As mentioned in the previous post, I finally decided to focus on the “core” of the Imperium experience; which is/was the political gameplay. Unfortunately, the lure of details changed the priorities of Imperium during development, and as a result an inordinate amount of the development time I’ve spent on Imperium has been spent on the operational aspects (war) and battle.
Now understand me correctly; war and battle are very important aspects of this game – especially the battle engine. Battles would be frequent; you as the player might easily enter into 50-100 battles during a full game campaign as the game was originally envisioned. With that many battles, the battle engine would have to work very well, if these were not to end up being as boring as … well, as every other battle game in every other game engine devised. Hands up, everyone who has never auto-calculated battles in Rome:Total War.
So I’ve spent a lot of time trying to find the right balance in the battle games. And I realized after the latest iteration, where I had gone with simplifying the engine in the direction of something like the “Command and Colours” boardgames (there is the boardgame inspiration again 😉 ), that I was probably just wasting my time. Regardless of what I do with this aspect of the game, some people will become bored with it eventually. And this is a problem, because in the big picture, the battles are just a small part of the game – an unimportant part, even.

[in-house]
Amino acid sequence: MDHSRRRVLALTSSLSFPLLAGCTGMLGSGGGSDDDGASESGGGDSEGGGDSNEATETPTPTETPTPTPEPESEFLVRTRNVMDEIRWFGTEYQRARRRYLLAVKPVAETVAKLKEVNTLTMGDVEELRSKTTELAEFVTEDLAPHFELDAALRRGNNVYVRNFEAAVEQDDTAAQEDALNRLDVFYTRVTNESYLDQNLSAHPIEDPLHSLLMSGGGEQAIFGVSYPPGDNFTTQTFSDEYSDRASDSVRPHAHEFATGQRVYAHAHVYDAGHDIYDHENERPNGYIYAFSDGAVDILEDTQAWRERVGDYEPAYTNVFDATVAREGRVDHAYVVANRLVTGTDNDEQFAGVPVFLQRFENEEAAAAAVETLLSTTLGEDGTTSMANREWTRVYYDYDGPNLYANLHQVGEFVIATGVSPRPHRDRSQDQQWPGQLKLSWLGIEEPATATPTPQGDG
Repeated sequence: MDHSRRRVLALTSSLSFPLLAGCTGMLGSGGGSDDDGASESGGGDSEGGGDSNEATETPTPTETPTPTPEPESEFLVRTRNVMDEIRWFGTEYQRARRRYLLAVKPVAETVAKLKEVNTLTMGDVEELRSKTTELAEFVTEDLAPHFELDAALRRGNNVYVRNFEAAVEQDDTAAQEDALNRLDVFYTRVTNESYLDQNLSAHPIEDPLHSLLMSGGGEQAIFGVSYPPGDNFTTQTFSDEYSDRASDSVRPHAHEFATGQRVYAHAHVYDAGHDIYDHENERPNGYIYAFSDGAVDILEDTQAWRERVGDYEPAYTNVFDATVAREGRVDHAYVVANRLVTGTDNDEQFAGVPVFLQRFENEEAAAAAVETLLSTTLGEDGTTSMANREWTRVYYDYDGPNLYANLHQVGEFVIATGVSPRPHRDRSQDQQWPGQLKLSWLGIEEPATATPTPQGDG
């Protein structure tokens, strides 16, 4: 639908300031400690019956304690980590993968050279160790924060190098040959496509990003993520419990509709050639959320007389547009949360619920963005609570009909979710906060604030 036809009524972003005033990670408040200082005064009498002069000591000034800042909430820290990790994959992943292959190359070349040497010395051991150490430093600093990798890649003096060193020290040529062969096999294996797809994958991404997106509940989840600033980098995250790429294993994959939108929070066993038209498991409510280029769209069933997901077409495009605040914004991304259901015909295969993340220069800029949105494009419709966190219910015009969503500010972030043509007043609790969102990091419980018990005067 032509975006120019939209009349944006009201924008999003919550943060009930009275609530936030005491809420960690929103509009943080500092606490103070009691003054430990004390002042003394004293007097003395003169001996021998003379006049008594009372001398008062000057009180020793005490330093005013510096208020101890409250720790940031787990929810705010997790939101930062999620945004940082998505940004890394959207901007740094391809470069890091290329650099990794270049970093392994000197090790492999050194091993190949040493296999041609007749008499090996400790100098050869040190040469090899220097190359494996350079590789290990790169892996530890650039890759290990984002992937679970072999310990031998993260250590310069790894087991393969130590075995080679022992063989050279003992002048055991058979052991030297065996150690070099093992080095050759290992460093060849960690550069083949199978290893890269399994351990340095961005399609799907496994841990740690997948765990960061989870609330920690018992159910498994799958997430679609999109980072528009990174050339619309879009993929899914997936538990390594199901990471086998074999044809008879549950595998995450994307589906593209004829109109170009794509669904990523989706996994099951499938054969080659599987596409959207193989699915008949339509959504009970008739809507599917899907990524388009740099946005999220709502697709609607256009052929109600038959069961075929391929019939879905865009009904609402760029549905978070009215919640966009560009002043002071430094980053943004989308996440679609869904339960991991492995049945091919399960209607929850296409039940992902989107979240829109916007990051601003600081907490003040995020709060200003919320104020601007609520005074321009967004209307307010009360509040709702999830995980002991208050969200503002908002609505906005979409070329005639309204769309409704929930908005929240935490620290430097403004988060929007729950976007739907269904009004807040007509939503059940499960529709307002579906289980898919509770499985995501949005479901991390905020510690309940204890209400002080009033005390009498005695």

The conclusion to this, of course, is that I decided to sharpen the design knives; and tactical battle resolution is now cut from the game design. The same goes for the siege resolutions; in practice, I had a system implemented there that I really liked, but – just like the land battles – it added complexity to the design that was not really required. Things that complicated gameplay went the same way as the battle resolution stuff; for instance, the complicated trade goods system that I had intended to work into the game.
The intention was to end up with a game that could be finished this year, if I had nothing else to do.
What is left:
The Political Game. Four or Five factions in Rome battling over political power; primarily the distribution of provinces. I shall try to go more into detail on this latter.
The Strategic Game. This will be a simple(r) game of operational warfare. The time-scale has changed from seasonal to yearly; thus movements no longer represent tactical army movements like before, but rather full-scale, year-long campaigns. Battles represent the results of those campaigns. Bold strikes deep into the opponents heartland are still possible (Hannibal need have no fear for his ability to cross the Alps); its just that the purpose of an army is now much more focused on two things – conquoring regions and defeating the enemy army.
The combat systems will be much simpler than before, but it will still take into consideration the important factors of cavalry superiority, light infantry, elephants (and other funny effects), and most importantly leadership.